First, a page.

According to an official Ministry of Health report, the country is very far from reaching the MDG health targets. The health sector budget is decreasing and hence so is the rate of health service coverage in the most vulnerable sectors. There are no specific criteria as regards infrastructure, employees, services, medicines, equipment or running costs. There are only 14,000 beds in the country’s hospitals and health centres, which works out at one bed per 1,600 persons. There are 7,300 doctors, one for every 3,000 people. Users of health services are dissatisfied and service providers are also very unhappy with the Ministry of Health because the pay is so low, there is no stimulus and working conditions are bad.

Another very worrying factor is that Yemen has only 125 cubic metres of water per person per year and its underground reserves are rapidly being used up. Reports from Parliament indicate that water pollution is the main cause of the diseases and epidemics that affect 75% of the population. A World Bank study shows that water shortage problems are worse in rural areas, where 81% of the population lives.[7] Some 34% of Yemenis drinks untreated water from wells or other unprotected sources, from small cisterns, mobile tanks or just surface water. Some 60% of Yemenis lives in areas where malaria is prevalent.

Labour and social protection

The country’s Constitution and labour and civil service laws are in line with international conventions concerning each person’s natural right to work, to receive a fair wage and thus to enjoy a decent quality of life. However, in recent years public policies have strayed away from these principles. The social security system covers all government employees but only 70,000 private sector workers, which means that more than 4 million of the economically active population have no coverage. There is no health insurance system.

Poverty has increased and consequently there are now more than 500,000 children of basic education age (6–14 years) who have dropped out of school. Most of them help their parents in agricultural work or looking after livestock, but others live by begging or are taken to neighbouring countries illegally and made to beg or go into domestic work.

The effect of trade agreements

In 1985 following IMF and World Bank guidelines Yemen completely liberalized its trade. Since then it has lowered its customs tariffs to a minimum of 5% and a maximum of 25%, and this makes its own products less competitive against imports. The country’s trade in agricultural products is in permanent deficit so it has to make up the shortfall in its population’s food requirements with imports. Food accounts for 33% of total imports and this is a heavy burden on the trade balance and the balance of payments. 

The industrial sector is markedly weak and lacks solidity as regards vertical and horizontal integration. It is still of only marginal importance in the country’s total production and as an employer. Industrial production is based on importing the prime and intermediate materials that are needed. The country is making efforts to join the World Trade Organization (WTO) at the end of 2010 although the WTO still considers that Yemen does not qualify.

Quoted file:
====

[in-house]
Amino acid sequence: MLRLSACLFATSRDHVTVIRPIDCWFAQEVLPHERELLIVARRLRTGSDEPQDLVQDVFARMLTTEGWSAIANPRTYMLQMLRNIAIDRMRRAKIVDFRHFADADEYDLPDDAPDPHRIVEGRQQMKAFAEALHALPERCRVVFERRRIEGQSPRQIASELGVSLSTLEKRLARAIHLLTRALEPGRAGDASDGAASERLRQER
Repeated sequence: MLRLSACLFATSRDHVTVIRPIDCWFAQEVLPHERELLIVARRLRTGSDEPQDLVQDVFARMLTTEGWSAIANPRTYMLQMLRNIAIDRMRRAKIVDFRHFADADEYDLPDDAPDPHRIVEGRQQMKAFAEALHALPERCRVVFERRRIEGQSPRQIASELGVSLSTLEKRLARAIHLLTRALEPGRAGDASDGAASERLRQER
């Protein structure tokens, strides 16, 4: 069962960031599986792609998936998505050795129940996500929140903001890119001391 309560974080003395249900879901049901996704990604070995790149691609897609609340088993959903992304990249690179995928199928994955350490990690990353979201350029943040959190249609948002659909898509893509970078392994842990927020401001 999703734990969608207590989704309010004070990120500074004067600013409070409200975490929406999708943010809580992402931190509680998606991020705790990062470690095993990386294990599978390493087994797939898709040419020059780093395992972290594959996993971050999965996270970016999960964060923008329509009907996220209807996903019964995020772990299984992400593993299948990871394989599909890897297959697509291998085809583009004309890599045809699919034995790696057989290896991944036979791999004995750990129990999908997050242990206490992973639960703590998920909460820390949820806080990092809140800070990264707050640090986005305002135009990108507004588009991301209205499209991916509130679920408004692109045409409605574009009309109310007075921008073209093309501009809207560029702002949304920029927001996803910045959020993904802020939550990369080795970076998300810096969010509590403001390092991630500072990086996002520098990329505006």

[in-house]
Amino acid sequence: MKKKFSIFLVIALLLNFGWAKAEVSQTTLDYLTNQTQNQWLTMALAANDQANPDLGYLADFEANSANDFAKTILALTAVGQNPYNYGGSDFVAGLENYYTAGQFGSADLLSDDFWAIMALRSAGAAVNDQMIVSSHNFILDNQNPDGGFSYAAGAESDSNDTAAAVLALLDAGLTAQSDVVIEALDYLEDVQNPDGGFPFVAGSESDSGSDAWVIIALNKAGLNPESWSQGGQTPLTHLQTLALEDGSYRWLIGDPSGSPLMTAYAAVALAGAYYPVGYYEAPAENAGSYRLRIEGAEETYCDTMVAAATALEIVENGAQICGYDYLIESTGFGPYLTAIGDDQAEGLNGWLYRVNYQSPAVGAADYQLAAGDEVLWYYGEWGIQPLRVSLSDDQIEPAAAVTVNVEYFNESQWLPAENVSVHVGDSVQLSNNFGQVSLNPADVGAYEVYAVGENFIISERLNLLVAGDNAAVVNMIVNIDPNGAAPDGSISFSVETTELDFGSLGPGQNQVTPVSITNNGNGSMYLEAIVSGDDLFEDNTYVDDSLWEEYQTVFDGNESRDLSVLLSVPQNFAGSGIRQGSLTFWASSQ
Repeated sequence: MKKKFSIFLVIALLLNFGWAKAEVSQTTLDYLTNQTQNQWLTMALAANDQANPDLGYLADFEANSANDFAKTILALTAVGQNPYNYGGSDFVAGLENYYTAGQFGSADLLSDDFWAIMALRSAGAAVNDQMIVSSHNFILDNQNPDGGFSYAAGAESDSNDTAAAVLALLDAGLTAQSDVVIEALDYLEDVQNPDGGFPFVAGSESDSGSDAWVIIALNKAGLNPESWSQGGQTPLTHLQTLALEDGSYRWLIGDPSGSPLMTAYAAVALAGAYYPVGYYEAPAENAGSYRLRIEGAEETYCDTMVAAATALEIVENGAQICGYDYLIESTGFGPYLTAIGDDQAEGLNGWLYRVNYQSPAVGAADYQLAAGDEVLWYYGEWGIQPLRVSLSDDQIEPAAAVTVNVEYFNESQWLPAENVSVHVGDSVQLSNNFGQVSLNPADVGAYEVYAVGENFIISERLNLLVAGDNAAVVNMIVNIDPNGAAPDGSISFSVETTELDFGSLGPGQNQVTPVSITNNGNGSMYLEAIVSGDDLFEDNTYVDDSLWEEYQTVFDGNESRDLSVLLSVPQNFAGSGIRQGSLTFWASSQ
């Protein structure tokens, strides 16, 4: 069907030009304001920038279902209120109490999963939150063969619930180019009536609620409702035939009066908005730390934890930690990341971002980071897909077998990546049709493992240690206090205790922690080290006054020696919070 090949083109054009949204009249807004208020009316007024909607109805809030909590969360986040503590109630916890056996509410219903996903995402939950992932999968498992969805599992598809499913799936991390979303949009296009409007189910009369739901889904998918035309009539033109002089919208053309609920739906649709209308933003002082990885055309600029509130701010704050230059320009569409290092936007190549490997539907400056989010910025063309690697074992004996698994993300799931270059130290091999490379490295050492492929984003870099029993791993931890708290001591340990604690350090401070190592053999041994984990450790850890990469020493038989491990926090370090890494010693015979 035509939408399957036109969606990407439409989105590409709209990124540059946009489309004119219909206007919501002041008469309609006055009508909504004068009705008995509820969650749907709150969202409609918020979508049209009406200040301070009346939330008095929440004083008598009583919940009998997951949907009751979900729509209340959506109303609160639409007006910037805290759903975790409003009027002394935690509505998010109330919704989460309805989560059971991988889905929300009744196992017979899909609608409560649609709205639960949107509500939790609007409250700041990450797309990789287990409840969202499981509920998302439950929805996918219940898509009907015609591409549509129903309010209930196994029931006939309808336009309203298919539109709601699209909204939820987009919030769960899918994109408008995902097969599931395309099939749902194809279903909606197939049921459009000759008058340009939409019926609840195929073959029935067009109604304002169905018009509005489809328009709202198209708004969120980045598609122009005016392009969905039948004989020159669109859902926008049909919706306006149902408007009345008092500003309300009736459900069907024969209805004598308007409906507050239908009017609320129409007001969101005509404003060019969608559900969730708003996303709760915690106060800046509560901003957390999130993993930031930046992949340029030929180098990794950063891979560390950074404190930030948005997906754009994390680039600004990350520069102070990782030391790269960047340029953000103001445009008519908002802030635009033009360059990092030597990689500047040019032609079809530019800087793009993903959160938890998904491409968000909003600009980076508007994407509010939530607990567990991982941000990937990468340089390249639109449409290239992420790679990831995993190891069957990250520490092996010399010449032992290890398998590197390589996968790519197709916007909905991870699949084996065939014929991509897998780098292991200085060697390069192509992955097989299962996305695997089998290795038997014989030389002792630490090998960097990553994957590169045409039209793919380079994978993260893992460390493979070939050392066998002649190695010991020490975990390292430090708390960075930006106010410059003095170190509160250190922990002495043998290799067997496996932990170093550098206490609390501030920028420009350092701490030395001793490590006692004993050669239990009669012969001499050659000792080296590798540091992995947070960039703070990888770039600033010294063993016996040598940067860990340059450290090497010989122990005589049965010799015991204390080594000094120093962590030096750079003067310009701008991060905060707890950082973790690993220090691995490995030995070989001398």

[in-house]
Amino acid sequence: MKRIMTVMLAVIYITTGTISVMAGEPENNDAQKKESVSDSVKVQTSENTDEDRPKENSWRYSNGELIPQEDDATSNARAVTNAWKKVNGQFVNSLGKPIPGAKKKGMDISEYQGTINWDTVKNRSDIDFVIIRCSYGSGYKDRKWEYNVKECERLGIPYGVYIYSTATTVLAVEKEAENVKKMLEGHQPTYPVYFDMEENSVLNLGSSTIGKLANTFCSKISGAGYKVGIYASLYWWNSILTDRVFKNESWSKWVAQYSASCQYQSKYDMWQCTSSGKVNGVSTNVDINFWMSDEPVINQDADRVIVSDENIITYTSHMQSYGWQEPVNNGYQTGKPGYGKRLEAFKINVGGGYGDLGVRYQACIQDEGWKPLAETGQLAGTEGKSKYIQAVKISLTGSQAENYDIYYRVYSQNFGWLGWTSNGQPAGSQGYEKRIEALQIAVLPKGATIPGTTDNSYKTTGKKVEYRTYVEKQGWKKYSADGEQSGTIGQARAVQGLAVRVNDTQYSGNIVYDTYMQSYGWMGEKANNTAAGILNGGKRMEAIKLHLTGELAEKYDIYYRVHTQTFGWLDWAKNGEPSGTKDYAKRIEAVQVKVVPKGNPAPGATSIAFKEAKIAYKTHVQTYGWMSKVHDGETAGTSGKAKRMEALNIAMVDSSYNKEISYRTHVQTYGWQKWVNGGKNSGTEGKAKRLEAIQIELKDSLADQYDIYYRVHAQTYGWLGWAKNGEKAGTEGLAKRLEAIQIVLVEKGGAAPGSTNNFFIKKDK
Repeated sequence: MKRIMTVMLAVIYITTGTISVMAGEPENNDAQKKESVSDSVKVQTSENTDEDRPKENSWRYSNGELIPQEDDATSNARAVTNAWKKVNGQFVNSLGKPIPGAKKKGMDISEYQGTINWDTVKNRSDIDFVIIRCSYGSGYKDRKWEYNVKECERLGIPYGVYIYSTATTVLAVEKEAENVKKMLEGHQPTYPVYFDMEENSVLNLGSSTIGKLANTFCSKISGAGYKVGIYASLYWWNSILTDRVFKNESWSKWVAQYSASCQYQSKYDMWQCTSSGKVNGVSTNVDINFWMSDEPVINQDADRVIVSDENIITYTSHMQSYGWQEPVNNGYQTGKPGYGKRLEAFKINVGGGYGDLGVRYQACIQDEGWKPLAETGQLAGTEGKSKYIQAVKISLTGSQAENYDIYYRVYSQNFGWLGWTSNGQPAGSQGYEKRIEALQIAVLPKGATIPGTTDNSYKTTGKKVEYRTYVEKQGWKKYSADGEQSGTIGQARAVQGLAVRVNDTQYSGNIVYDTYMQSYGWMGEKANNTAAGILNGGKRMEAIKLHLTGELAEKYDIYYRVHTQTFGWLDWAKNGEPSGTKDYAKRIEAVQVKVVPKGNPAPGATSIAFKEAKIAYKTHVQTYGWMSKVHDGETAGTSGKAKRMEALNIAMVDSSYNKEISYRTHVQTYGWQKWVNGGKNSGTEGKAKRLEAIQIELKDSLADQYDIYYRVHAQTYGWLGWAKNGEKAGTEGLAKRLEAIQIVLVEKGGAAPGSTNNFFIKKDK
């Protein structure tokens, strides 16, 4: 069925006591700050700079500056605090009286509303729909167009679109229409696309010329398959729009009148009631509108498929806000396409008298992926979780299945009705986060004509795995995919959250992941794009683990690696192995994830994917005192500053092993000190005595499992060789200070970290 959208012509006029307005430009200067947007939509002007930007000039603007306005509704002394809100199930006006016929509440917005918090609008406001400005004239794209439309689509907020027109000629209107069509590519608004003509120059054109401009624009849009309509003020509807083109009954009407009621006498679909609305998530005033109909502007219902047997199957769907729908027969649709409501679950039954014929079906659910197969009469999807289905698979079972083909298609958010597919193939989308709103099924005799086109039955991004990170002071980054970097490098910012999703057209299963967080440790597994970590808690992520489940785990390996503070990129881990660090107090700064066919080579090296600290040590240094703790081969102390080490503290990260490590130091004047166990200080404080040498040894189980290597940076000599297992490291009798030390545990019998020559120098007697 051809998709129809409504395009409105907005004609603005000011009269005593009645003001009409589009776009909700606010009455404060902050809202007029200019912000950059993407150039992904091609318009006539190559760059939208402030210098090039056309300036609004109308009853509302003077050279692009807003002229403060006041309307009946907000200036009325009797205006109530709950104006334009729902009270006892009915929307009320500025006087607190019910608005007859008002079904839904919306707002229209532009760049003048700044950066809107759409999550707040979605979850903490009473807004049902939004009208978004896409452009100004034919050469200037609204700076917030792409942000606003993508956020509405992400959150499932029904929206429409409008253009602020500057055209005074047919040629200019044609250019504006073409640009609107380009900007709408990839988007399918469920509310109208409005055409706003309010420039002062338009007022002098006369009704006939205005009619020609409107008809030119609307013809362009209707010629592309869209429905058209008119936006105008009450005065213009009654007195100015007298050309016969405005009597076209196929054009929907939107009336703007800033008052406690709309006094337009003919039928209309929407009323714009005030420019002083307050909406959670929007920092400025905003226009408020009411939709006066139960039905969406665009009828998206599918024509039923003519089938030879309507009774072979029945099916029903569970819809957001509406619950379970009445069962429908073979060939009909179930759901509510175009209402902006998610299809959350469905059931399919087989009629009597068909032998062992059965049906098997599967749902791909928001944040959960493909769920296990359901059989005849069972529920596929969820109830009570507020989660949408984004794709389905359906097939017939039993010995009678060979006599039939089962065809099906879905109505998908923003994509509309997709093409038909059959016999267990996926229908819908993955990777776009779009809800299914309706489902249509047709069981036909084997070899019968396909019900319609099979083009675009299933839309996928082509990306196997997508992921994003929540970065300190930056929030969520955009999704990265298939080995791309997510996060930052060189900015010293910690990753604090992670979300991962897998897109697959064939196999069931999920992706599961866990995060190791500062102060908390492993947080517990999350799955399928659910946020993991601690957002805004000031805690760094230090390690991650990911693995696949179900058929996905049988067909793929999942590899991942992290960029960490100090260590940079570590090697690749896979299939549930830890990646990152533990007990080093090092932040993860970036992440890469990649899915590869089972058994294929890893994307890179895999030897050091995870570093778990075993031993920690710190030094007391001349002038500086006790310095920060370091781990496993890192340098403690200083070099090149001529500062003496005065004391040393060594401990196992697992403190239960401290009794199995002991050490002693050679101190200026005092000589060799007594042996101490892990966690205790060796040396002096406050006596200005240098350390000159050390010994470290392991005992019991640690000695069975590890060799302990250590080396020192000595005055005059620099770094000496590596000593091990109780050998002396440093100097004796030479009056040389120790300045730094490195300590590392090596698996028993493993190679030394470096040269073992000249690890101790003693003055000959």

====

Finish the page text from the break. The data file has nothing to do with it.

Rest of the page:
The role of civil society organizations

According to the Ministry of Social Affairs and Labour, there are around 7,000 civil society organizations, more than 75% of which are involved in charity and aid work and provide various services for poor families. There are not many organizations in the human rights field and those that there are tend to be concerned with human rights in general (i.e., they do not focus on specific areas such as women’s rights or civil rights).

In spite of this, many training sessions, workshops, conferences and other events have been organized and there is debate about various problems in the sphere of human rights. Civil society organizations have also formed alliances and networks whose aim is to advocate for a range of improvements in the country’s political, civil, social, economic and intellectual life.

These activities have not had any great effect on the general public as they tend to be limited to intellectual circles, but they have had some influence in the corridors of power such as Parliament and the central Government, which have begun to discuss several of the problems to which these organizations have called attention. There have not been any major changes, but some progress has been made in terms of the rights of women, children and the disabled and the promulgation of laws on transparency and anti-corruption.


In order to achieve sustainable development and get on track to achieve the MDGs, Yemen must make radical changes to the way wealth is produced and distributed. In this effort, the State will have to play a crucially important role. Some economics experts have advised the authorities to progressively reduce the country’s dependence on income from oil (by 10%-12%) and diversify sources of income to other sectors with a share of not less than 10%.

This makes it essential to diversify agricultural production and to exercise suitable oversight and control over the environmental impact of productive activities, particularly regarding depletion of reserves of fresh water. This move to promote agriculture cannot even get under way until the tax laws are changed to enable domestic products to compete on equal terms with imported goods.

In addition, much stronger gender equality policies and programs are needed so that women can become genuinely integrated into the educational, political and economic sectors of the country.

[1] UNDP, Human Development Report 2009. Available from: <www.hdr.undp.org/en/media/HDR_2009_ES_Complete.pdf>.

[2] Government and Parliament reports for 2007-2008.

[3] Ibid.

[4] Central Census Office, Census report 2008.

[5] National Women’s Commission, Report on the situation of women in Yemen 2008.

[6] Central Census Office, op. cit.

[7] “Water war in Yemen”, Yemen Times, 12 August 2009. Available from: <www.yementimes.com/DefaultDET.aspx?i=932&p=health&a=1>.